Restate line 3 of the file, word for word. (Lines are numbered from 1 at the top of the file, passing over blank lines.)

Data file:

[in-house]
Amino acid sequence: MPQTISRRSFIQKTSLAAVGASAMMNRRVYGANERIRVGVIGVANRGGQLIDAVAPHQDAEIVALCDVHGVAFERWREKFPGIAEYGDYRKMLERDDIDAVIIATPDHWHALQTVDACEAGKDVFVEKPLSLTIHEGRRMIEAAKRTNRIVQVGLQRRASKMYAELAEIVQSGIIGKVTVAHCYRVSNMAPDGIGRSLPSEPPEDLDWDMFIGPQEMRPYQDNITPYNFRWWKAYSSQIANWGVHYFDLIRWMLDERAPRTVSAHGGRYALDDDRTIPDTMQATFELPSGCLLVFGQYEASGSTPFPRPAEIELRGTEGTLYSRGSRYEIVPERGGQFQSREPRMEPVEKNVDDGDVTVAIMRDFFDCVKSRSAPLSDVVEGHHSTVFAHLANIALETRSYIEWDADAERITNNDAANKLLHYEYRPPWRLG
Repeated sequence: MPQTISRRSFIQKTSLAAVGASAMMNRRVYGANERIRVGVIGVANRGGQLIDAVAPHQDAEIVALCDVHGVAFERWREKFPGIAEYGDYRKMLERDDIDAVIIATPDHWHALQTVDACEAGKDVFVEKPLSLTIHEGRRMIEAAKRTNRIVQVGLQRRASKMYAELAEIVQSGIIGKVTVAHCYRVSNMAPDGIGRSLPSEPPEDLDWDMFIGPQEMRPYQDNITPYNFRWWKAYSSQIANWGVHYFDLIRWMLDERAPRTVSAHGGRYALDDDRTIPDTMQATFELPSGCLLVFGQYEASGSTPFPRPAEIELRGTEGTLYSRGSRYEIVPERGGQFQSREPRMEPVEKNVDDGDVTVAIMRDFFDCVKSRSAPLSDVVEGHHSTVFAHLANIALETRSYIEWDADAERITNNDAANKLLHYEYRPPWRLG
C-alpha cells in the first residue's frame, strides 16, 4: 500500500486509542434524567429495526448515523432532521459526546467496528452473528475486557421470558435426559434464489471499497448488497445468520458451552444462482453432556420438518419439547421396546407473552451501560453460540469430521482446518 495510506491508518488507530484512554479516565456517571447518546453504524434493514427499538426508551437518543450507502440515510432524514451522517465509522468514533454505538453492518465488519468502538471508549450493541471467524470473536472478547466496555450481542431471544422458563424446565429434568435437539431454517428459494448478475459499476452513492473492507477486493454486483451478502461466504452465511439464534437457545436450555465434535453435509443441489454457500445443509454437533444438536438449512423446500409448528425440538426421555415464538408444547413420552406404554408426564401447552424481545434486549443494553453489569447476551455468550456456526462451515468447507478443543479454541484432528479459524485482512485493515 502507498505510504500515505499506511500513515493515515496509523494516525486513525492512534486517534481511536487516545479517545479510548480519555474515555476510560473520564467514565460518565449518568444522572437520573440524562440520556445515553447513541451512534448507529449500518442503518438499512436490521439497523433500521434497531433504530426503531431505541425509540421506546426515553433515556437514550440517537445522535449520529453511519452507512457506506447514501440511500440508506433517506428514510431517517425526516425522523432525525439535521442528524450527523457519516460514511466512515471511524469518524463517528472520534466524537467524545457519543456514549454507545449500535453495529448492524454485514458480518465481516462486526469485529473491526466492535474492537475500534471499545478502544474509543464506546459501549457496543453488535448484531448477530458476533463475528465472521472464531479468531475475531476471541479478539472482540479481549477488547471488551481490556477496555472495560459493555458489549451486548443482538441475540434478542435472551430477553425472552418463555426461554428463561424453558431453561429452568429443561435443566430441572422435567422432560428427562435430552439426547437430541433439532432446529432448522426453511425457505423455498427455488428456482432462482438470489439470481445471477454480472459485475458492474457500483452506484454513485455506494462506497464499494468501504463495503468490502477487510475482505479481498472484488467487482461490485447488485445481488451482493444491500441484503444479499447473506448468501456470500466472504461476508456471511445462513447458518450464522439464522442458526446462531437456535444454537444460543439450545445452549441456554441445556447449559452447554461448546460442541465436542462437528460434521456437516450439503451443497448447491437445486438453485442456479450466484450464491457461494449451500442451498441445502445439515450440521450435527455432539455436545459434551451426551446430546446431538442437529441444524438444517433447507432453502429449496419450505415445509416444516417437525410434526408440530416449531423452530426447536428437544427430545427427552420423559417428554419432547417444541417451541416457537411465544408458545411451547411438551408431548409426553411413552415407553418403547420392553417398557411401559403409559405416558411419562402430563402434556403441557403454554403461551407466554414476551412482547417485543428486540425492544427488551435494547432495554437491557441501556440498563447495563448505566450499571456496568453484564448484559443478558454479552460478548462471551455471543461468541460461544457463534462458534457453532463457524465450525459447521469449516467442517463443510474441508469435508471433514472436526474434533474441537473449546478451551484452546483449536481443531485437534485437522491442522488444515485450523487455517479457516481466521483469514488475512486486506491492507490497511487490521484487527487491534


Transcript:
Repeated sequence: MPQTISRRSFIQKTSLAAVGASAMMNRRVYGANERIRVGVIGVANRGGQLIDAVAPHQDAEIVALCDVHGVAFERWREKFPGIAEYGDYRKMLERDDIDAVIIATPDHWHALQTVDACEAGKDVFVEKPLSLTIHEGRRMIEAAKRTNRIVQVGLQRRASKMYAELAEIVQSGIIGKVTVAHCYRVSNMAPDGIGRSLPSEPPEDLDWDMFIGPQEMRPYQDNITPYNFRWWKAYSSQIANWGVHYFDLIRWMLDERAPRTVSAHGGRYALDDDRTIPDTMQATFELPSGCLLVFGQYEASGSTPFPRPAEIELRGTEGTLYSRGSRYEIVPERGGQFQSREPRMEPVEKNVDDGDVTVAIMRDFFDCVKSRSAPLSDVVEGHHSTVFAHLANIALETRSYIEWDADAERITNNDAANKLLHYEYRPPWRLG